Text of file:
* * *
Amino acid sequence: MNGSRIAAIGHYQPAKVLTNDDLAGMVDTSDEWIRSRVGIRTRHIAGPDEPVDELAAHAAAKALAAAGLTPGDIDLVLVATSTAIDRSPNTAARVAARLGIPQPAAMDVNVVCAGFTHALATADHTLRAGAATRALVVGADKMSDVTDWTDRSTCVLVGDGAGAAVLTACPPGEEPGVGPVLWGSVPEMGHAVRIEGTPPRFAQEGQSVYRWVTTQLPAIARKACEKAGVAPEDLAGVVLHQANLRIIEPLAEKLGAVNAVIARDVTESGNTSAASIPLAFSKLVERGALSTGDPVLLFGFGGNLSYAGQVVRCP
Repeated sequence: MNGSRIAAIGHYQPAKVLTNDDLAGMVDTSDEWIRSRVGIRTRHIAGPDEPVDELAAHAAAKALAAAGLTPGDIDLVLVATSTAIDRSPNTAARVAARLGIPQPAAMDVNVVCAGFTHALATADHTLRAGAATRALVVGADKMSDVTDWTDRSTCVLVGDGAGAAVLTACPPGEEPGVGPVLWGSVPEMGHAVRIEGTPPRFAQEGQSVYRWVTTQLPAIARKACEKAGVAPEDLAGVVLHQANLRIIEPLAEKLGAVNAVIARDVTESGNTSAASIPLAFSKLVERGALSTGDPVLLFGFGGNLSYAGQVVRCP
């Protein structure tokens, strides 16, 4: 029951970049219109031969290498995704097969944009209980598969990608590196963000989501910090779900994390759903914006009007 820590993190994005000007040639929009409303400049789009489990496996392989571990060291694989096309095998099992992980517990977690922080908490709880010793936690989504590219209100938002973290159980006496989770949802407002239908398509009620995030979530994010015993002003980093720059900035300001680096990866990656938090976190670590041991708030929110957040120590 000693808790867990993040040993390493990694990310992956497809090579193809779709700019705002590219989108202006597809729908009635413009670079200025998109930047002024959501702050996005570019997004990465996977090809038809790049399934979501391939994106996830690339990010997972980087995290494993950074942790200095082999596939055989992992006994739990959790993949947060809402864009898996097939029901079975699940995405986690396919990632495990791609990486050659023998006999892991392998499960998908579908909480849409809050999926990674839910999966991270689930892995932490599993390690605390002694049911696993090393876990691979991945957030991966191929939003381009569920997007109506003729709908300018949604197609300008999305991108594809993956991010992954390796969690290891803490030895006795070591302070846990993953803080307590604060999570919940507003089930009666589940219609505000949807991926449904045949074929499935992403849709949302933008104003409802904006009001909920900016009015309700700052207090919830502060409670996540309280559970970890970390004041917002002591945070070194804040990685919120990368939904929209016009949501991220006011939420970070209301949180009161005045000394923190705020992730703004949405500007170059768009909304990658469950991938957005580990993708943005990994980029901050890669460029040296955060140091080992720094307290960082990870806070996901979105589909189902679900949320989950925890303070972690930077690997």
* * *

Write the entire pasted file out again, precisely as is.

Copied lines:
Amino acid sequence: MNGSRIAAIGHYQPAKVLTNDDLAGMVDTSDEWIRSRVGIRTRHIAGPDEPVDELAAHAAAKALAAAGLTPGDIDLVLVATSTAIDRSPNTAARVAARLGIPQPAAMDVNVVCAGFTHALATADHTLRAGAATRALVVGADKMSDVTDWTDRSTCVLVGDGAGAAVLTACPPGEEPGVGPVLWGSVPEMGHAVRIEGTPPRFAQEGQSVYRWVTTQLPAIARKACEKAGVAPEDLAGVVLHQANLRIIEPLAEKLGAVNAVIARDVTESGNTSAASIPLAFSKLVERGALSTGDPVLLFGFGGNLSYAGQVVRCP
Repeated sequence: MNGSRIAAIGHYQPAKVLTNDDLAGMVDTSDEWIRSRVGIRTRHIAGPDEPVDELAAHAAAKALAAAGLTPGDIDLVLVATSTAIDRSPNTAARVAARLGIPQPAAMDVNVVCAGFTHALATADHTLRAGAATRALVVGADKMSDVTDWTDRSTCVLVGDGAGAAVLTACPPGEEPGVGPVLWGSVPEMGHAVRIEGTPPRFAQEGQSVYRWVTTQLPAIARKACEKAGVAPEDLAGVVLHQANLRIIEPLAEKLGAVNAVIARDVTESGNTSAASIPLAFSKLVERGALSTGDPVLLFGFGGNLSYAGQVVRCP
């Protein structure tokens, strides 16, 4: 029951970049219109031969290498995704097969944009209980598969990608590196963000989501910090779900994390759903914006009007 820590993190994005000007040639929009409303400049789009489990496996392989571990060291694989096309095998099992992980517990977690922080908490709880010793936690989504590219209100938002973290159980006496989770949802407002239908398509009620995030979530994010015993002003980093720059900035300001680096990866990656938090976190670590041991708030929110957040120590 000693808790867990993040040993390493990694990310992956497809090579193809779709700019705002590219989108202006597809729908009635413009670079200025998109930047002024959501702050996005570019997004990465996977090809038809790049399934979501391939994106996830690339990010997972980087995290494993950074942790200095082999596939055989992992006994739990959790993949947060809402864009898996097939029901079975699940995405986690396919990632495990791609990486050659023998006999892991392998499960998908579908909480849409809050999926990674839910999966991270689930892995932490599993390690605390002694049911696993090393876990691979991945957030991966191929939003381009569920997007109506003729709908300018949604197609300008999305991108594809993956991010992954390796969690290891803490030895006795070591302070846990993953803080307590604060999570919940507003089930009666589940219609505000949807991926449904045949074929499935992403849709949302933008104003409802904006009001909920900016009015309700700052207090919830502060409670996540309280559970970890970390004041917002002591945070070194804040990685919120990368939904929209016009949501991220006011939420970070209301949180009161005045000394923190705020992730703004949405500007170059768009909304990658469950991938957005580990993708943005990994980029901050890669460029040296955060140091080992720094307290960082990870806070996901979105589909189902679900949320989950925890303070972690930077690997």